We sat down for a chat with the lovely Frank Iero of Frank Iero & The Patience prior to his set at Slam Dunk Midlands 2017 to talk about latest album Parachutes and plans for 2017 (and 2018).
This is your first time Slam Dunk appearance. Are you excited to be here?
Yes! I am! We flew in yesterday and I really thought that we were playing yesterday until we got to the site and I was like “oh, wait what’s happened? There’s no show tonight?” and they were like “no, you’re off tonight, its tomorrow”. So I was like “oh okay” and we ended up actually seeing The Specials down the street and then went to go and see Alien. So so far it’s been awesome. I woke up super late today! Which I had no intention of doing, I was hoping to get up early and do a bunch of stuff and that’s basically talk for ‘I’m sleeping until two’. So I woke up at like one thirty and then went to go see Milk Teeth which was great and now I’m here. So far, I feel like that’s been pretty productive!
It is productive, you could have just stayed in bed and rocked up just before you were meant to be here so it was productive!
I could have yeah! But nah, there’s so many friends at this festival. I’m really excited. Our whole stage, I feel like are bands that we’ve either toured together or like are friends of friends and it’s like a big hangout.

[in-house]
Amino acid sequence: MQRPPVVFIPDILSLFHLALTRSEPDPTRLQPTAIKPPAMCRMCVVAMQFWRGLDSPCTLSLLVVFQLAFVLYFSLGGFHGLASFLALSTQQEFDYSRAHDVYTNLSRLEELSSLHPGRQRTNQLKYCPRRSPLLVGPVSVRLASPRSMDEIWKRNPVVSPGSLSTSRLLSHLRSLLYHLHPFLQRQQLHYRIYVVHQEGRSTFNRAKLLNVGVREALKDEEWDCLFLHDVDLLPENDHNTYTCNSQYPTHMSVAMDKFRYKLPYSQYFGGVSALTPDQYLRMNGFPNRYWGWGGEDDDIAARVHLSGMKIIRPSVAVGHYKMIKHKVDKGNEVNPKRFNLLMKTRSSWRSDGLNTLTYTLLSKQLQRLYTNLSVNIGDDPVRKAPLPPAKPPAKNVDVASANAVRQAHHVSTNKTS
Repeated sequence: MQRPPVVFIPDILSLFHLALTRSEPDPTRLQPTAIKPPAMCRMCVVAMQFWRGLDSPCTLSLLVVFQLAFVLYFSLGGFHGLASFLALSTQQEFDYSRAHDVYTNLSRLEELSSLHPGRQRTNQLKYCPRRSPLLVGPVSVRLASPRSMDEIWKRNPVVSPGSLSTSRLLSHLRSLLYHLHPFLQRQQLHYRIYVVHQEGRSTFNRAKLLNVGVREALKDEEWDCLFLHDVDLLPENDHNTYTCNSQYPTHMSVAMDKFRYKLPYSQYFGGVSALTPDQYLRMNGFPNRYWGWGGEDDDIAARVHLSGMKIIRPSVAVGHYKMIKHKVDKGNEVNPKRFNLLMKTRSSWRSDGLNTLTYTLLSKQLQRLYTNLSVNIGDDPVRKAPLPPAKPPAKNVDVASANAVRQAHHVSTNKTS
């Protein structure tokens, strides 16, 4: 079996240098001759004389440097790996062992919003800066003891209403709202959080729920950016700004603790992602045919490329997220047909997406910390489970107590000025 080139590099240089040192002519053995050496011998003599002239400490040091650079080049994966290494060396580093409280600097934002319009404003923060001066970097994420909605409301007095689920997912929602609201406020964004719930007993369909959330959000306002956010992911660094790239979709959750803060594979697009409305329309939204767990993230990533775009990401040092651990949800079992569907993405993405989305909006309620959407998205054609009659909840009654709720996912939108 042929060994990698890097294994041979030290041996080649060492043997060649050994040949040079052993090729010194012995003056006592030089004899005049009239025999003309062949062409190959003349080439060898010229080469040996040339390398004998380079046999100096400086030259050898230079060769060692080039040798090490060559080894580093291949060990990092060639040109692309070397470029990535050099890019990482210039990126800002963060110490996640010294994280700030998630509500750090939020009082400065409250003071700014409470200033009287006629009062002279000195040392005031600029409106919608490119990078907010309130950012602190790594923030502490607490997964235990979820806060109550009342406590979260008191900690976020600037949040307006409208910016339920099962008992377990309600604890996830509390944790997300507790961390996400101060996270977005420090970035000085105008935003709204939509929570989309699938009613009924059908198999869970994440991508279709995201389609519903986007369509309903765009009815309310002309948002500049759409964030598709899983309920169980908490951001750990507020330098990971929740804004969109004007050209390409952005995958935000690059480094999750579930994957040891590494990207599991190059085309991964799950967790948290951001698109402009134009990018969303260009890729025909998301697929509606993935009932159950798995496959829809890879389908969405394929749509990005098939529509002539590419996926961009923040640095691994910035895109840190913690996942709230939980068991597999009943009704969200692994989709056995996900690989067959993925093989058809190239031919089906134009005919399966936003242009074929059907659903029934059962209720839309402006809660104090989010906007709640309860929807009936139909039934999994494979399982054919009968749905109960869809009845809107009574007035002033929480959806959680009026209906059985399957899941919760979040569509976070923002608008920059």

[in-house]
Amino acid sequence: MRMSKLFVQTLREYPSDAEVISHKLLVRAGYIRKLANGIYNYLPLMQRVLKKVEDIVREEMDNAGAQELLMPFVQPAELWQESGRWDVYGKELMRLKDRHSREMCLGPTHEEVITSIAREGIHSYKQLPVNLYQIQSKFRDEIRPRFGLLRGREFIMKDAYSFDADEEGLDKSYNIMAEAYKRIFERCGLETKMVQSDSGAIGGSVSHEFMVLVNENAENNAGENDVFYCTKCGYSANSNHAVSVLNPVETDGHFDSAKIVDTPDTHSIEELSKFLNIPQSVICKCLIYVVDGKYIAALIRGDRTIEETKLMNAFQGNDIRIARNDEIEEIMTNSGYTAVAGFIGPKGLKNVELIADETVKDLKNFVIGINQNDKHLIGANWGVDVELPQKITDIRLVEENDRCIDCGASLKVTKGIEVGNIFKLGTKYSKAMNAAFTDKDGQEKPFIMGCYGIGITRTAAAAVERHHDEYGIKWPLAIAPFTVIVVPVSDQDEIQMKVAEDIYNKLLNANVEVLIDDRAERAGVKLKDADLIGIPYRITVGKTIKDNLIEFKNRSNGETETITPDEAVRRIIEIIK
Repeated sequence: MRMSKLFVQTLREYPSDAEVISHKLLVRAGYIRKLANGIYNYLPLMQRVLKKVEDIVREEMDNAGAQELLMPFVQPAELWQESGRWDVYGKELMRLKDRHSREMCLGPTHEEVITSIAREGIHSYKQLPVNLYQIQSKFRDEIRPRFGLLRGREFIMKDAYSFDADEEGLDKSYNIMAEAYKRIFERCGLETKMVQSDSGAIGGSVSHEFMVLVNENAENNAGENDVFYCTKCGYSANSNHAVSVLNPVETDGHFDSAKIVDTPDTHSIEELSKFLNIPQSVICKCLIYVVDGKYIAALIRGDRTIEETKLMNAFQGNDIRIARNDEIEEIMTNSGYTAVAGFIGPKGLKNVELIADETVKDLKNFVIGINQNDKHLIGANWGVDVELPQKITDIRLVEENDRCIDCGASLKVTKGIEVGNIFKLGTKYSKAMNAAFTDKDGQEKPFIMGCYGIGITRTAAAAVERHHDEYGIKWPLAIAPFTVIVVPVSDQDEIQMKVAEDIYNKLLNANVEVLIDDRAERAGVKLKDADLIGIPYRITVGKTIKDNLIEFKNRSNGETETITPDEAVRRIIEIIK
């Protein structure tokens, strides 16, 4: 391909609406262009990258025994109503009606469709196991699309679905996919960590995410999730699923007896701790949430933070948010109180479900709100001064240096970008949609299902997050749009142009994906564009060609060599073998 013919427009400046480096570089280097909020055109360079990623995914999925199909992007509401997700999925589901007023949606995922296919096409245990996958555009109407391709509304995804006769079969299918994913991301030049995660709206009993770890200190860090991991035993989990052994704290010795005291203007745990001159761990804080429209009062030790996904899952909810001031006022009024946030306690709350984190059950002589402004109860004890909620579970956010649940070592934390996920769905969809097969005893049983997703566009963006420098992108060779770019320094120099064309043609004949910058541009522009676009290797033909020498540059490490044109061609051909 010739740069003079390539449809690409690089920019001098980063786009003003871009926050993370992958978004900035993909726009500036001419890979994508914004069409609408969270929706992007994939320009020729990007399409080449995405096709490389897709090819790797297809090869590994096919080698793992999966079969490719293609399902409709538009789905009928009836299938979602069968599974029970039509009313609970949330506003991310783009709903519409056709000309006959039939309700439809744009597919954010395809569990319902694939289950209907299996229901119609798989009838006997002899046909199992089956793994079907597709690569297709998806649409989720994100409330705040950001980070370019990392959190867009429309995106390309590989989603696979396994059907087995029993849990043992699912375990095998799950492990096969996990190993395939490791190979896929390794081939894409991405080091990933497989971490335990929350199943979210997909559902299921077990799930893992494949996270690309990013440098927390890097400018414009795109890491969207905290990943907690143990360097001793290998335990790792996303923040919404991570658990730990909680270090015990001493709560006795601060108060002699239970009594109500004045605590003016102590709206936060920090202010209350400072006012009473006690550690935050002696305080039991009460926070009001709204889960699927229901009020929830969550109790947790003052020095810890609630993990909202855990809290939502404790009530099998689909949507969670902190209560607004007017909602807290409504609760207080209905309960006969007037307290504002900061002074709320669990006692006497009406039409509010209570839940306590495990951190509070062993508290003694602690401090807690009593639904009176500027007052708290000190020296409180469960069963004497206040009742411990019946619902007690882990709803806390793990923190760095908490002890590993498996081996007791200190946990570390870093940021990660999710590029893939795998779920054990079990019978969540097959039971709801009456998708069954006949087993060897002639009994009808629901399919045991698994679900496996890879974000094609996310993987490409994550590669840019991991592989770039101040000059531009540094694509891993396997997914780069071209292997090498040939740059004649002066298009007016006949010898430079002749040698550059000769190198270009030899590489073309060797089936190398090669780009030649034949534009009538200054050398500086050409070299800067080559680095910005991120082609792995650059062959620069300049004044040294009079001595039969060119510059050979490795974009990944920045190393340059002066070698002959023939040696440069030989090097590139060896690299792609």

These type of festivals usually are, everyone knows everyone in some way.
Yeah. I mean some festivals aren’t like that, some it’s like a prison almost, you’re thrown together with a bunch of people you don’t know and everyone is trying to size each other up but this feels friendlier, it’s nice. I like that.
Is there anyone in particular that you’re looking forward to seeing?
Yeah! Like I said, basically everybody on our stage is someone I’d buy a ticket to their show, but yeah Milk Teeth, The Bronx, Against Me!, Sorority Noise, Citizen.
Cool! You released Parachutes in October, how have you found the reaction towards it?
It’s been amazing! We ended up having a shitty accident right before it got released and I didn’t think that I was going to have the opportunity to play any of those songs to be honest. I didn’t see us ever playing again, so to be able to now have that record out and get to play the songs, I remember the moment in writing each and every one of those songs, thinking ‘oh wow, I can’t wait to play this live, I think kids will react to this line or to this part’ and wanting to see how it moves someone. Now I get to see that which is unreal, especially because I didn’t think I was ever going to see it.
The accident was quite nasty, it’s great that everyone is now okay!
Yeah, we’re all well enough to start playing again, it’s good!
It’s really good news. Can you give us an insight into the inspiration behind the album?